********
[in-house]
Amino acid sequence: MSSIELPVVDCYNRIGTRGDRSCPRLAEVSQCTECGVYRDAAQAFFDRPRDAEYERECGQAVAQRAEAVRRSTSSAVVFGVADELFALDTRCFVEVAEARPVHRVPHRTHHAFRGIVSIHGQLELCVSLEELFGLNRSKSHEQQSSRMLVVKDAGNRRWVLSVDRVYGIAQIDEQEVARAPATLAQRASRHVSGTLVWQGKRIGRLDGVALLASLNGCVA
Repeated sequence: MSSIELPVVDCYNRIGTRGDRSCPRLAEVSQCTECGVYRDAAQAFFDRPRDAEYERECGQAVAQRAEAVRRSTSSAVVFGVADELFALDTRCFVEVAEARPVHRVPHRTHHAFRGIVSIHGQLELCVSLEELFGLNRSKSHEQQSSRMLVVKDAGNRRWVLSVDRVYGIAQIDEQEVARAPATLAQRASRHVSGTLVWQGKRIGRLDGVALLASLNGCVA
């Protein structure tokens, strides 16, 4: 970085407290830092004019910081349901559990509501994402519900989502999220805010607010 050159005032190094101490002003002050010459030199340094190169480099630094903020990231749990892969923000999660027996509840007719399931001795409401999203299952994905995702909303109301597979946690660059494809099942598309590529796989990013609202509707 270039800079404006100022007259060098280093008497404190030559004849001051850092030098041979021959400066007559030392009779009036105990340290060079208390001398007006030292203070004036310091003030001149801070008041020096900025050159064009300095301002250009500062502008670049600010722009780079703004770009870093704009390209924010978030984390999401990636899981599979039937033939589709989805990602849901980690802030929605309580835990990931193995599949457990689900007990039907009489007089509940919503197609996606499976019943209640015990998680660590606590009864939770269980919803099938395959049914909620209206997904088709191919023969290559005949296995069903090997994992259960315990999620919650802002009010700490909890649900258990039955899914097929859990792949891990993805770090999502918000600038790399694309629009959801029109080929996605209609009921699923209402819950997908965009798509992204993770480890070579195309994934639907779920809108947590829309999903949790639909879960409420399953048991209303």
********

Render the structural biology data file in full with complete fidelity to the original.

[in-house]
Amino acid sequence: MSSIELPVVDCYNRIGTRGDRSCPRLAEVSQCTECGVYRDAAQAFFDRPRDAEYERECGQAVAQRAEAVRRSTSSAVVFGVADELFALDTRCFVEVAEARPVHRVPHRTHHAFRGIVSIHGQLELCVSLEELFGLNRSKSHEQQSSRMLVVKDAGNRRWVLSVDRVYGIAQIDEQEVARAPATLAQRASRHVSGTLVWQGKRIGRLDGVALLASLNGCVA
Repeated sequence: MSSIELPVVDCYNRIGTRGDRSCPRLAEVSQCTECGVYRDAAQAFFDRPRDAEYERECGQAVAQRAEAVRRSTSSAVVFGVADELFALDTRCFVEVAEARPVHRVPHRTHHAFRGIVSIHGQLELCVSLEELFGLNRSKSHEQQSSRMLVVKDAGNRRWVLSVDRVYGIAQIDEQEVARAPATLAQRASRHVSGTLVWQGKRIGRLDGVALLASLNGCVA
């Protein structure tokens, strides 16, 4: 970085407290830092004019910081349901559990509501994402519900989502999220805010607010 050159005032190094101490002003002050010459030199340094190169480099630094903020990231749990892969923000999660027996509840007719399931001795409401999203299952994905995702909303109301597979946690660059494809099942598309590529796989990013609202509707 270039800079404006100022007259060098280093008497404190030559004849001051850092030098041979021959400066007559030392009779009036105990340290060079208390001398007006030292203070004036310091003030001149801070008041020096900025050159064009300095301002250009500062502008670049600010722009780079703004770009870093704009390209924010978030984390999401990636899981599979039937033939589709989805990602849901980690802030929605309580835990990931193995599949457990689900007990039907009489007089509940919503197609996606499976019943209640015990998680660590606590009864939770269980919803099938395959049914909620209206997904088709191919023969290559005949296995069903090997994992259960315990999620919650802002009010700490909890649900258990039955899914097929859990792949891990993805770090999502918000600038790399694309629009959801029109080929996605209609009921699923209402819950997908965009798509992204993770480890070579195309994934639907779920809108947590829309999903949790639909879960409420399953048991209303």